Coverage of nutrition interventions intended for infants and young children varies greatly across programs: results from coverage surveys in 5 Countries

Background: The efficacy of a number of interventions that include fortified complementary foods (FCFs) or other products to improve infant and young child feeding (IYCF) is well established. Programs that provide such products free or at a subsidized price are implemented in many countries around the world. Demonstrating the impact at scale of these programs has been challenging, and rigorous information on coverage and utilization is lacking.

Objective: The objective of this article is to review key findings from 11 coverage surveys of IYCF programs distributing or selling FCFs or micronutrient powders in 5 countries.

Methods: Programs were implemented in Ghana, Cote d'Ivoire, India, Bangladesh, and Vietnam. Surveys were implemented at different stages of program implementation between 2013 and 2015. The Fortification Assessment Coverage Toolkit (FACT) was developed to assess 3 levels of coverage (message: awareness of the product; contact: use of the product ≥1 time; and effective: regular use aligned with program-specific goals), as well as barriers and factors that facilitate coverage. Analyses included the coverage estimates, as well as an assessment of equity of coverage between the poor and nonpoor, and between those with poor and adequate child feeding practices.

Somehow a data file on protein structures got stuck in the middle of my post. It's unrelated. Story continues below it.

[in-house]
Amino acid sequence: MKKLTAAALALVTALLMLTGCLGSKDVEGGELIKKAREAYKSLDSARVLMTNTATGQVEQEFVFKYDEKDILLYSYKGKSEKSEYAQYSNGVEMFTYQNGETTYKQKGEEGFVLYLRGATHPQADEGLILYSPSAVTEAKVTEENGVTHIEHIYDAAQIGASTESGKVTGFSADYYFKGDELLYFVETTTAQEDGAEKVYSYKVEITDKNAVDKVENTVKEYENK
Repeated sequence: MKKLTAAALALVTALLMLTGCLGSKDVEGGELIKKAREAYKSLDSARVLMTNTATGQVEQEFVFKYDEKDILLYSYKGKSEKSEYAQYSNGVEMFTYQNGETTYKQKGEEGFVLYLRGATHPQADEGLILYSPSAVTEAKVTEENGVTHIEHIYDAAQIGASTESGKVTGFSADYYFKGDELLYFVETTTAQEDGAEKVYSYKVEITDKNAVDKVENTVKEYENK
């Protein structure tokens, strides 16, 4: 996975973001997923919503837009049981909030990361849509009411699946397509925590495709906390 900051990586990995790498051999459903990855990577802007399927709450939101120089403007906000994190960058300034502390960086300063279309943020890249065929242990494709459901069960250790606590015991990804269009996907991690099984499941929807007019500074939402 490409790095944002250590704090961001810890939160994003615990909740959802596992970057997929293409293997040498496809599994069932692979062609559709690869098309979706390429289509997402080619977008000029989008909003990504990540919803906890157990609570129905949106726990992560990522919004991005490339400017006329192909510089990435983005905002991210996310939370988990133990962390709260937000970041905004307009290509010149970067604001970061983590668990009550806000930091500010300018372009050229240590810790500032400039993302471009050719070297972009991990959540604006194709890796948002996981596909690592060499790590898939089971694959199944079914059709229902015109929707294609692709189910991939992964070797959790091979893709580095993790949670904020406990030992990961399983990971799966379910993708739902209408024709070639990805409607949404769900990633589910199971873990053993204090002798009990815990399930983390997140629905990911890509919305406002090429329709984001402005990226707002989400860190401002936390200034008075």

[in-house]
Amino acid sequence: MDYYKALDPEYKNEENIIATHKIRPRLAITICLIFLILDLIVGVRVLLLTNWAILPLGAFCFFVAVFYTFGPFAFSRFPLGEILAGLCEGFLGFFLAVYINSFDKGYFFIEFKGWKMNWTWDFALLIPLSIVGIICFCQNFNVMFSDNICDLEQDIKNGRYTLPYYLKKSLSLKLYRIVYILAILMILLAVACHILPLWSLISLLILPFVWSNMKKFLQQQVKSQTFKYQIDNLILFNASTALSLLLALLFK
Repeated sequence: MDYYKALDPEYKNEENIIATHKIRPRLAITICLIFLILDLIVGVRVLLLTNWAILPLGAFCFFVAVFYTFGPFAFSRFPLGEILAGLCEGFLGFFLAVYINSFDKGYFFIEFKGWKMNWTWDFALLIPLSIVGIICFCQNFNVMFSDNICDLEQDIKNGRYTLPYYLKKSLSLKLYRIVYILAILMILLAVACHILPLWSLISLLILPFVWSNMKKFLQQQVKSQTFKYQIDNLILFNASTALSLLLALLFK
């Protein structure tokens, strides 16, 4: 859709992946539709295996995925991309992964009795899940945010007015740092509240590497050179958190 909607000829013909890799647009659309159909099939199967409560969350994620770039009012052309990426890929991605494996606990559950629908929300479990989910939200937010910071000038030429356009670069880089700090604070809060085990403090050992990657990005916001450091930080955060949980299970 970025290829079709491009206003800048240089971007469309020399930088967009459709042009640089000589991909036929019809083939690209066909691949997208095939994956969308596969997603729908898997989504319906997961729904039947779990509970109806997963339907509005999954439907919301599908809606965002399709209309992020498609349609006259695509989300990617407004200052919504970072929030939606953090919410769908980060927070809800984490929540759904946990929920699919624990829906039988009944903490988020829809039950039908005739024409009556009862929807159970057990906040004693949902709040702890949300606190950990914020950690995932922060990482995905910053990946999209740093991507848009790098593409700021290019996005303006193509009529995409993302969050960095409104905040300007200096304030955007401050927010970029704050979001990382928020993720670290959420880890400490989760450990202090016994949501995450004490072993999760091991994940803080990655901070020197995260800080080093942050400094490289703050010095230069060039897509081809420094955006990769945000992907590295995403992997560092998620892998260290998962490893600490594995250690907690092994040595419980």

Results: Coverage varied greatly between countries and program models. Message coverage ranged from 29.0% to 99.7%, contact coverage from 22.6% to 94.4%, and effective coverage from 0.8% to 88.3%. Beyond creating awareness, programs that achieved high coverage were those with effective mechanisms in place to overcome barriers for both supply and demand.

Conclusions: Variability in coverage was likely due to the program design, delivery model, quality of implementation, and product type. Measuring program coverage and understanding its determinants is essential for program improvement and to estimate the potential for impact of programs at scale. Use of the FACT can help overcome this evidence gap.



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